In some communities there have been started projects called a "CSA". This stands for Community Supported Agriculture. These programs usually involve individuals buying into a farm, either with time or money to get in return a certain share of food. When you join a CSA, not only do you get the satisfaction of local and probably organic food, but the chance to play in the dirt and know the land if you wish. If you don't have a yard big enough to have a garden, or enough time to devote to one, this is a good way of making a connection to the land, even if you only visit the farm to pick up your share that was paid for in dollars.

By doing any of the things listed above you are setting an example for others to follow. The more people who choose ecological consciousness as part of their life, the more it will permeate society as a whole. There are many organizations which are active publicizing the needs of the planet and what individuals can do. Choose one or two and send them some money if you can. Some of them are listed in the resources section.

NOW WHAT? - or, you are building your dream house on your 5 acre lot.

If you happen to be lucky enough to be moving to the country and building or modifying a home here are some points to consider. But please, here is where the resource list can help you most. There is a lot you can do with a 5 acre lot. First you need a shelter, and that shelter needs heat, or cooling, depending on its geographic location. For that you need a builder, but be clear to that person that you want the most efficient house and built with the most ecologically sustainable building materials. There are builders who specialize in renewables. Now you need electricity (if you want a refrigerator and a water pump, which I assume you do). Find the south side and get out the photovoltaics - they are not cheap, unless you are more than a mile from the nearest power line, then they are cost competitive. Are you on a hilltop? You could put up a windmill. Do you have a steep hill with year-round water flowing down it? Micro-hydro electricity is some of the most efficient in watts/$ if you have the right resource.

Now that you are housed, how about turning to an acre into vegetables? Now you are even half fed. Add some chickens, and you have eggs and meat. Leave yourself a woodlot, so you can use it for supplemental heat, but the rest can grow food of many kinds, even a beef if you want, or fruit trees.

But now you have eaten, what about waste? Turn your output into gold for your garden with a composting toilet. It sounds gross, but when sized correctly for the household and properly maintained, they don't smell and do produce good fertilizer. This also takes care of the problem of where to put it otherwise.

RESOURCE LIST

Books:

Producing Your Own Power, Carol Hupping Stoner, Ed. 1974 Rodale Press.
The New Solar Electric Home, Joel Davidson, 1987 aatec publications.
Wind Power for Home and Business, Paul Gipe, 1993 Chelsea Green Publishing.
The Independent Home, Michael Potts, 1993 Chelsea Green Publishing.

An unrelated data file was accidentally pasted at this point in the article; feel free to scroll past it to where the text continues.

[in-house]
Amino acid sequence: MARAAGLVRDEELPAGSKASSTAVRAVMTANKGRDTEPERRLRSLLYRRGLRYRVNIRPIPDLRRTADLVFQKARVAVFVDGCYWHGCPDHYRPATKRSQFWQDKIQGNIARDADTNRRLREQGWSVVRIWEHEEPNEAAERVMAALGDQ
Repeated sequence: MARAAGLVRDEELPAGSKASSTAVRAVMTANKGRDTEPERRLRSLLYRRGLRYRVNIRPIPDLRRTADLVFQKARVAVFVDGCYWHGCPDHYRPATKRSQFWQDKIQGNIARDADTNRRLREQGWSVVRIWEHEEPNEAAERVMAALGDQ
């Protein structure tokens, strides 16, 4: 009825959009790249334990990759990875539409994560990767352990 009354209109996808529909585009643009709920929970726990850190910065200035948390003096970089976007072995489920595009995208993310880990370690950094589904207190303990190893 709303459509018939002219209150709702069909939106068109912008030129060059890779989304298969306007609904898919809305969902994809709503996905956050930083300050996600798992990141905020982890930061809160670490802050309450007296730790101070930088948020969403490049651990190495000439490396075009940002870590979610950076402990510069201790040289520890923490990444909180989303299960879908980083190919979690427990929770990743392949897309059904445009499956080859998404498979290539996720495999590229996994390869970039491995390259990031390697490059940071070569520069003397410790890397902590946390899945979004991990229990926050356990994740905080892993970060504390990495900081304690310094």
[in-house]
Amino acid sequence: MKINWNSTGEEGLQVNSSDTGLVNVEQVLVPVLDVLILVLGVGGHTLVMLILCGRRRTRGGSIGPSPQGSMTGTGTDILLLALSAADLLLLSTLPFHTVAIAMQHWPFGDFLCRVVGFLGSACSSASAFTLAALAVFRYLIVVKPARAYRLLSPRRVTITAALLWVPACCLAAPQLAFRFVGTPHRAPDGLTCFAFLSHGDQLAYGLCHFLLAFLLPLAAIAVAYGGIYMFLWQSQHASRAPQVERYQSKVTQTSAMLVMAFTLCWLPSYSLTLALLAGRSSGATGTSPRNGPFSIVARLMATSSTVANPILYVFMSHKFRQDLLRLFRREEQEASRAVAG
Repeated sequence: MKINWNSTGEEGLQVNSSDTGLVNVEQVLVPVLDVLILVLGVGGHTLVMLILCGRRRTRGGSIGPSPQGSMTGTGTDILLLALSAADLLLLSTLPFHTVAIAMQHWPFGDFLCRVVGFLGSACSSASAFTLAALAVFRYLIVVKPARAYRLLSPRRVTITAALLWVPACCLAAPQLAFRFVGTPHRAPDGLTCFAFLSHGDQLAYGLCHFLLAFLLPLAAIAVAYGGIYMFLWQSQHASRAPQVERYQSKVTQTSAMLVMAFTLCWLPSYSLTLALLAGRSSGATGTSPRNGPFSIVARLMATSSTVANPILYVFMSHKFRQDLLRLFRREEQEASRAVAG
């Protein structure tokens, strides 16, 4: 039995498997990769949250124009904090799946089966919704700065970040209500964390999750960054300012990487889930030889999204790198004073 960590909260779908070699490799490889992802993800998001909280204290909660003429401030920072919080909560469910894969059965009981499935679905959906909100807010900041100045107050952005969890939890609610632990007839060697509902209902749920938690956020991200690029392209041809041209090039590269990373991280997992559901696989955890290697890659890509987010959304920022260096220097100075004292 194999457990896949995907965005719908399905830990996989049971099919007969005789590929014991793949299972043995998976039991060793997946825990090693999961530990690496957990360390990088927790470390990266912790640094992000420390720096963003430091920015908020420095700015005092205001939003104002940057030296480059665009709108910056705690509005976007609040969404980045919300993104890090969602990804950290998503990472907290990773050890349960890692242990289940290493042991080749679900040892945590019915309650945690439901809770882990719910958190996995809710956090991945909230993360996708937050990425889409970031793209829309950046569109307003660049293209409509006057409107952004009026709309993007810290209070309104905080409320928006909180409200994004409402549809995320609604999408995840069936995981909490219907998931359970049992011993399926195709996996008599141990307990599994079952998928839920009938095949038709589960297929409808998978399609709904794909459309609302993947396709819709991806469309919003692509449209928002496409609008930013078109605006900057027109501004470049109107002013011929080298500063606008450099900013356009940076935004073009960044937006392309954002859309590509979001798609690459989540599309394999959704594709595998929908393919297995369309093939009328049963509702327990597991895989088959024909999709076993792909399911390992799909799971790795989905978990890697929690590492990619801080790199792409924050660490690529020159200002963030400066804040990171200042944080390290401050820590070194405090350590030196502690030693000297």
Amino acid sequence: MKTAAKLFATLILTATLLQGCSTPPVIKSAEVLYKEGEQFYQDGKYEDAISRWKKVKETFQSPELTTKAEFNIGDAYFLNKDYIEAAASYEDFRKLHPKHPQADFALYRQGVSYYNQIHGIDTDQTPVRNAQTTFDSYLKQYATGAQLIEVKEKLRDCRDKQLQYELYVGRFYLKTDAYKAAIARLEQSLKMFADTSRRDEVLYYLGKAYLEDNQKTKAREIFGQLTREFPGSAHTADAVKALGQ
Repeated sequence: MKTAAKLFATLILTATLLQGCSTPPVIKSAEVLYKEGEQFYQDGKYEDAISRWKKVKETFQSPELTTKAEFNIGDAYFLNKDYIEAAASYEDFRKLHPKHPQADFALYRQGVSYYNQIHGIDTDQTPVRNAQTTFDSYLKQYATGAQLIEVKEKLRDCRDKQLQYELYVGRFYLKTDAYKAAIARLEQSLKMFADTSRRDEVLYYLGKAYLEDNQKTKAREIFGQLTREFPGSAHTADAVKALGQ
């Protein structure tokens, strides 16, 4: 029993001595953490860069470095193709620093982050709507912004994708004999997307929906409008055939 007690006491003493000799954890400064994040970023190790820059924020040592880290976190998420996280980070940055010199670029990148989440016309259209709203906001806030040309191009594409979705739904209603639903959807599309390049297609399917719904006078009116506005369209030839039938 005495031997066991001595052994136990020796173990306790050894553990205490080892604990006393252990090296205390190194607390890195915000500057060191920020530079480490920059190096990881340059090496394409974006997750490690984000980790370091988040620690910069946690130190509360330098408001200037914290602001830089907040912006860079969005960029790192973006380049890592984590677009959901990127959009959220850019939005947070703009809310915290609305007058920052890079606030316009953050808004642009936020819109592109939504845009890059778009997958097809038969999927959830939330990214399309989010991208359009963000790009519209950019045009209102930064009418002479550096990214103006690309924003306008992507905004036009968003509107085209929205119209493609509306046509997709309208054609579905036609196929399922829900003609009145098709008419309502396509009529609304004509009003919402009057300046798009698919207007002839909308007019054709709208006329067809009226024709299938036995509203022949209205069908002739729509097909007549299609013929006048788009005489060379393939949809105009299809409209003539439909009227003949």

Solar Living Sourcebook, John Schaeffer and the Real Goods Staff, 1994 Chelsea Green Publishing.
Life with and Electric Car, Noel Perrin, 1994 W.W. Norton & Co. Inc.
Backyard Livestock, Steven Thomas, 1976 The Countryman Press.
Y2K Citizen's Action Guide, http://www.utne.com

Periodicals:

Home Power Magazine - This is the best resource for renewable energy information.
The Green Guide - Prince St Station Box 567 NY, NY 10012

Organizations:

Northeast Sustainable Energy Association - Greenfield MA. Publishes the "Northeast Sun" quarterly.

American Solar Energy Society - publishes "Solar Today".

Solar Living Institute - a non-profit offshoot of Real Goods which promotes education about renewable living.

Center for the New American Dream - publishes "Enough" 6930 Carroll Ave., Suite 900, Takoma Park, MD 20912.

Co-op America - quarterly newsletter 1612 k St. NW, Suite 600, Washington DC 20006

Seed Savers International - dedicated to preserving the genetic heritage and diversity of plants and some rare breeds of animals.

Northeast Organic Farming Association - Support, information, networking, certification for organic farmers and gardeners in the northeast - has chapters in NH, MA, NY, RI, CT, NJ, DE, PA, VT. Maine has it's own organization. Both NOFA and MOFGA (the Maine Association) have annual fairs which can educate all interested, check their websites for dates and locations.

Mothers and Others (for a sustainable planet) publishes the Green Buying Guide and other information for the wise consumer.

Purveyors of healthy goods:

Real Goods/Jade Mountain - Renewable Energy products for home - both for serious RE folk and conscious consumers.

Lehman's Non-Electric Catalog - Non-electric stuff for the Amish, stuff made by the Amish, books on homesteading skills and great house wares.

Working Assets Long Distance - the long distance telephone company that goes the distance for the planet. (And they never call me!)

St. Lawrence Nurseries - Northern Climate fruit and nut trees - friends of mine, and if you're planting trees, berries or shrubs, these are the folks to get them from.

North Hollow Farm - Beef, pork, sometimes poultry, and maple syrup raised in the spirit of organic farming and in harmony with the land. The best hot dogs I've ever eaten, and no fillers!

Acres USA - "A voice for Eco-Agriculture" bookstore the ecologically sensitive.